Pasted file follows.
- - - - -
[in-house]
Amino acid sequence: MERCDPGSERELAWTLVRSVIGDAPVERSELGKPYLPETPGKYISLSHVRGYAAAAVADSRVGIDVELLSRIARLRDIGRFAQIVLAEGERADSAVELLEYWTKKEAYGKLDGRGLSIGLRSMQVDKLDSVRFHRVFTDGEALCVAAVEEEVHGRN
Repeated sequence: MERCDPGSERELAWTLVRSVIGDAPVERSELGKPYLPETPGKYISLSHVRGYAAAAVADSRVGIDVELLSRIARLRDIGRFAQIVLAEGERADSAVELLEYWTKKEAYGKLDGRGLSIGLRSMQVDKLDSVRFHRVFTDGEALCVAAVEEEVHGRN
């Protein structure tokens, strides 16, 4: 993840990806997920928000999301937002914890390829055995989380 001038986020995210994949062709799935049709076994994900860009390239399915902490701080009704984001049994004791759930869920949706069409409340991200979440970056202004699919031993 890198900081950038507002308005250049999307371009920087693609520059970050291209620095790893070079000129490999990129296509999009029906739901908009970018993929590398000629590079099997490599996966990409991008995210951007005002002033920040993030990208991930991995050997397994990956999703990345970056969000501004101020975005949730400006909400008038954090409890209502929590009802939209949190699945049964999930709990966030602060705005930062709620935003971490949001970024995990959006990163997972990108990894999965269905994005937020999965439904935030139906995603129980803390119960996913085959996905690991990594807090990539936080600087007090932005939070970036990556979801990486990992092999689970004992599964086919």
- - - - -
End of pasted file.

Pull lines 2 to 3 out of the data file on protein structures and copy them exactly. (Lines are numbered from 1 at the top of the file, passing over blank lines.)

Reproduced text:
Amino acid sequence: MERCDPGSERELAWTLVRSVIGDAPVERSELGKPYLPETPGKYISLSHVRGYAAAAVADSRVGIDVELLSRIARLRDIGRFAQIVLAEGERADSAVELLEYWTKKEAYGKLDGRGLSIGLRSMQVDKLDSVRFHRVFTDGEALCVAAVEEEVHGRN
Repeated sequence: MERCDPGSERELAWTLVRSVIGDAPVERSELGKPYLPETPGKYISLSHVRGYAAAAVADSRVGIDVELLSRIARLRDIGRFAQIVLAEGERADSAVELLEYWTKKEAYGKLDGRGLSIGLRSMQVDKLDSVRFHRVFTDGEALCVAAVEEEVHGRN